Press Release
For Immediate Release
Tumbler Ridge Museum Foundation
Box 1348 Tumbler Ridge, BC V0C 2W0
Contact: Dr Charles Helm, Vice President – 250 242 3984

February 21, 2005

As the Tumbler Ridge Museum Foundation (TRMF) and its Peace Region Palaeontology Research Centre (PRPRC) look forward to another season of field work and dinosaur discoveries, it can reflect with appreciation on the remarkable contribution of amateur palaeontologists in 2004.

After all, it was the discovery of a dinosaur trackway near Tumbler Ridge by amateur palaeontologists (very young ones) that set in motion the chain of events that led to the formation of the TRMF, and the role of amateurs has been essential ever since.

In 2004 first John and Maureen Schulting of Prince George brought a possible discovery of dinosaur bones near Tumbler Ridge to the attention of PRPRC palaeontologists Rich McCrea and Lisa Buckley. The Schultings had previously assisted in a dinosaur dig in Montana, and clearly knew what they were looking for. The site they had discovered was in a younger rock formation, from a different geological age, than the previously known Tumbler Ridge dinosaur material. Following up on this find, McCrea and Buckley were able to identify two further sites nearby, which yielded amongst other bones the first tyrannosaur and dromaeosaur teeth ever found in BC.

Next Pete Shaw, who has spent many years exploring the Chetwynd and Dawson Creek areas for dinosaur footprints, made a timely discovery of a large block of fragile rock that had collapsed beside a riverbank. Its surface was covered with dinosaur footprints, and he immediately reported it to the PRPRC. Shaw then helped McCrea and Buckley prepare a perfect latex replica of the trackways. Subsequent analysis has revealed unique features, which are currently under study for future description in the scientific literature. Soon the replica will be on display. Because of the fragility of the rock, time was of the essence. Indeed, a subsequent flood and exposure to the elements have already destroyed the rock surface. Mr. Shaw has donated other important fossil specimens from his private collection and has made his collection available for study by PRPRC palaeontologists.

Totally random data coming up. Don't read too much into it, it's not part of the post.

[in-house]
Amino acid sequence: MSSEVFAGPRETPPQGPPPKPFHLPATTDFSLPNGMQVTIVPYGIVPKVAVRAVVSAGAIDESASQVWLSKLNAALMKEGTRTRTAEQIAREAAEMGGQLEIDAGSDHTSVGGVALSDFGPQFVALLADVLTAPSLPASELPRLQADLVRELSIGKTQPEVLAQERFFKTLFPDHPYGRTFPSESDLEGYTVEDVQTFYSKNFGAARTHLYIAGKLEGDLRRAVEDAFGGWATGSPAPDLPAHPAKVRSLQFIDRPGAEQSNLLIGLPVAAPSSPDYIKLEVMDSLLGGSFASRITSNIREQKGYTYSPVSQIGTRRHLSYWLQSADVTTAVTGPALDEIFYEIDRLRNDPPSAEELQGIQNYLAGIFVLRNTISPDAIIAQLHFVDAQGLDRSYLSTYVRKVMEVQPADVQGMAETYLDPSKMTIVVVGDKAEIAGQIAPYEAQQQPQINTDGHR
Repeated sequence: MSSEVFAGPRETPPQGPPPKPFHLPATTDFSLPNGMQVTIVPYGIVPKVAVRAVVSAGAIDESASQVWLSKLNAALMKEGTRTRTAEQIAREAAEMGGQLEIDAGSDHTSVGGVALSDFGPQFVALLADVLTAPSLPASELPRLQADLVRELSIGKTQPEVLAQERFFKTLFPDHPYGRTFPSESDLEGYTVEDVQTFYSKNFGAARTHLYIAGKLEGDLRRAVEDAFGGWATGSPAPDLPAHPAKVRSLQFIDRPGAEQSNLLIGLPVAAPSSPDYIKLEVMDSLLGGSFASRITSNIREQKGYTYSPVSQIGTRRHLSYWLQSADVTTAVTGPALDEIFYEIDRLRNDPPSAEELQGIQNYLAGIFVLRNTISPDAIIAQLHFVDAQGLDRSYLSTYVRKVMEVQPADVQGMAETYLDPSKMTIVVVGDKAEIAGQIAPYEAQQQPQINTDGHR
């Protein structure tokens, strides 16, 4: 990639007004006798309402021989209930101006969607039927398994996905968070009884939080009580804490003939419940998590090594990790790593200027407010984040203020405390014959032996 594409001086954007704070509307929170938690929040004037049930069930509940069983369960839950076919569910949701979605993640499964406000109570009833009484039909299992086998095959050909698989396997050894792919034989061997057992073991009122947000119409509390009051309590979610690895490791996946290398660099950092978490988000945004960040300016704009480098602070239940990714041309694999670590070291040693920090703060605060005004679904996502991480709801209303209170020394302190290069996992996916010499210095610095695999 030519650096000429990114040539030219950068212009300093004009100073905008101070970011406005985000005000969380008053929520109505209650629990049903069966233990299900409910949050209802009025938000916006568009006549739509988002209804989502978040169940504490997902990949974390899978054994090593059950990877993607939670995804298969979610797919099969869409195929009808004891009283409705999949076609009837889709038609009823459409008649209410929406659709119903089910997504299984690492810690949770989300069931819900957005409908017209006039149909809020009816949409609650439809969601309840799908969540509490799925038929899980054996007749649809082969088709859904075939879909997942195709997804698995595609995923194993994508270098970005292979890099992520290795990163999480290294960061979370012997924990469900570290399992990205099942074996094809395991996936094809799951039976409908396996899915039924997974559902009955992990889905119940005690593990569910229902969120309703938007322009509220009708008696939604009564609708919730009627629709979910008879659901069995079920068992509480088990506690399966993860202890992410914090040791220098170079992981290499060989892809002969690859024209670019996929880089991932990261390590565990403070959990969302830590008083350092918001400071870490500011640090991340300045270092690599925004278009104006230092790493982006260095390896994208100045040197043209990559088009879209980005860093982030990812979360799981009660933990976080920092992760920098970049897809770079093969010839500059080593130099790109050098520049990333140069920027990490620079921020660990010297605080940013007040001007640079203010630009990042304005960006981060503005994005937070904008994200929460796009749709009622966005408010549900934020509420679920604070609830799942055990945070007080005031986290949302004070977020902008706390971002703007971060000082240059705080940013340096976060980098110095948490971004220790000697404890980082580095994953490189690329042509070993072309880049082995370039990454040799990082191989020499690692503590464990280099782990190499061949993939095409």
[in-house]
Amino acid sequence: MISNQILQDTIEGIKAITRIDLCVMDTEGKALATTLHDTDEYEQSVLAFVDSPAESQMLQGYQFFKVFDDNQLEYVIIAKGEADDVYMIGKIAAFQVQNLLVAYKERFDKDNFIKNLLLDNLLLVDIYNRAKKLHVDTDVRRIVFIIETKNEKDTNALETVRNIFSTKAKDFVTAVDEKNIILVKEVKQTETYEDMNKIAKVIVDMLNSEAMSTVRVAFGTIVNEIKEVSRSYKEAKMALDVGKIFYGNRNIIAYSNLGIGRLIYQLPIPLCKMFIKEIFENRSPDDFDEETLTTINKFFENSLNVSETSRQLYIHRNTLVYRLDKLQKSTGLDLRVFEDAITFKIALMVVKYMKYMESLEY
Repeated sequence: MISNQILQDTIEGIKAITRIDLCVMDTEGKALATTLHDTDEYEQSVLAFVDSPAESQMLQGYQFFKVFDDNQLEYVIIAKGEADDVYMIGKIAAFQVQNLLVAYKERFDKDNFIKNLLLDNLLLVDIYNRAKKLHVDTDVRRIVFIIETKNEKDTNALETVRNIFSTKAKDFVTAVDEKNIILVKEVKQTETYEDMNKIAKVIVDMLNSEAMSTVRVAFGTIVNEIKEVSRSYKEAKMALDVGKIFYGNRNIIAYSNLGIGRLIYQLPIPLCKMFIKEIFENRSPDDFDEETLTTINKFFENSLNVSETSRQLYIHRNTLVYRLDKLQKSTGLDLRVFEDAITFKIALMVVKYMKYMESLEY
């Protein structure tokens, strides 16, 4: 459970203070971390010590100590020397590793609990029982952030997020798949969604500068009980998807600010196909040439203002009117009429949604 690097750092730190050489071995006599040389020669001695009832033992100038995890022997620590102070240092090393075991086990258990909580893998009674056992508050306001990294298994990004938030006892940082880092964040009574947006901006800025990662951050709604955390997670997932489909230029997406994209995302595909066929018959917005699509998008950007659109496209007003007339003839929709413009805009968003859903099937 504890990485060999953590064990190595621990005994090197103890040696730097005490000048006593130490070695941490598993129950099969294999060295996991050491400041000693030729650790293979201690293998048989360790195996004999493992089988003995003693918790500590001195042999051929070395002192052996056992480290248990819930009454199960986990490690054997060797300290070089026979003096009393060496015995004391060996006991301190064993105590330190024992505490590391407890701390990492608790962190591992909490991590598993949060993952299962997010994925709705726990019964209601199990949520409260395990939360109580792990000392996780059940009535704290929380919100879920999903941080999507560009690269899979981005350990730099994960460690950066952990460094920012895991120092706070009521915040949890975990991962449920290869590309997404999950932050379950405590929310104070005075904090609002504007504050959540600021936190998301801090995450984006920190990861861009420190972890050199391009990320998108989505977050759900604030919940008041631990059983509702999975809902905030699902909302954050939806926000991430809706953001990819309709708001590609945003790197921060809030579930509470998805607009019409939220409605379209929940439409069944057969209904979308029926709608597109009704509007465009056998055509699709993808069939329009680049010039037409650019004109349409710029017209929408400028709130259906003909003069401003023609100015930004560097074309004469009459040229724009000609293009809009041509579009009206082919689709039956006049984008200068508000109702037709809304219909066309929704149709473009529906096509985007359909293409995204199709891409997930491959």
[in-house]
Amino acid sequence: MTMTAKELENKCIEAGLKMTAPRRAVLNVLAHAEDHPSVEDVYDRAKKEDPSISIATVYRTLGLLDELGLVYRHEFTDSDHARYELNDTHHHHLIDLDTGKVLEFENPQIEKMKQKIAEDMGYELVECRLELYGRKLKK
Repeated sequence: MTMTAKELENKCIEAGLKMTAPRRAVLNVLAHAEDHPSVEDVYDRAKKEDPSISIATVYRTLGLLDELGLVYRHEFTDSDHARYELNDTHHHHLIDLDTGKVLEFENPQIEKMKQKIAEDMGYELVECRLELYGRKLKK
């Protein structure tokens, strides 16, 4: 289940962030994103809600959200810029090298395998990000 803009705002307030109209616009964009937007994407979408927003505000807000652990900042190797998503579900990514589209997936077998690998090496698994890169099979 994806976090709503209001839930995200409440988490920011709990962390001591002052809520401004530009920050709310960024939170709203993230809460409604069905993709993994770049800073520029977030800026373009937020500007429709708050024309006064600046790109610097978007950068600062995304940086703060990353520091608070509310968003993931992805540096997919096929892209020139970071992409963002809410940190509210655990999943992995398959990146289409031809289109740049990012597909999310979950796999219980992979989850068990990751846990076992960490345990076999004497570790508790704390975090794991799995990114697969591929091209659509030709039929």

Mr. Shaw continues to work with the palaeontologists at the PRPRC and is participating in an initiative to promote the fossil resources of the Peace Region.

Like many others, geologist Kevin Sharman has been gripped with dinosaur fever ever since the first announcements were made in 2000. Kevin patiently and meticulously searches for tracks and bones, and his earlier discoveries have been well publicized. In 2004 he used his geological skills to trace exposures of known dinosaur-bearing rock strata, using data provided by Professor Guy Plint of University of Western Ontario. The powers or predictive stratigraphy were dramatically demonstrated when Kevin found new trackways and footprint sites close to Tumbler Ridge. These will be properly documented in 2005.

The contribution of these amateur palaeontologists to the scientific knowledge of the region, and ultimately to its economic development through tourism, is immense, and is greatly appreciated by the TRMF and the PRPRC. McCrea and Buckley commented: “The role of amateur palaeontologists and rock hounds has always been an important component of palaeontology ever since the beginning of this branch of science. There is little doubt that amateurs will continue to make significant contributions to palaeontology. The Schultings, Mr. Shaw and Mr. Sharman are examples of how good the relationship between amateurs and professionals can be. Since these people reported their finds to palaeontologists their discoveries will be properly prepared and cared for and will be available for viewing by visitors to the region, as well as its residents for years to come.”

As a result the region is richer, with properly housed fossils which will be available for all to enjoy, educating people about this area’s past, and promoting tourism. The amateur palaeontologists benefit by participating in and making significant contributions to a field of research that they may have dreamed about doing, but never pursued as a career. And they may even achieve a little bit of immortality knowing that a specimen they found will be part of the collection of a museum that will continue long after they are gone, and that they may even have something named after them if it is new to science.

Other rock hounds and fossil enthusiasts in the region who know of similar finds are encouraged to follow the inspiring examples set by Mr. Shaw, Mr. Sharman and the Schultings.

Top: Remnants of a large dinosaur bone discovered by the Schultings.
Bottom Left: Kevin Sharman prospecting in the field.
Bottom Right: Pete Shaw at the site of his dinosaur track discovery.


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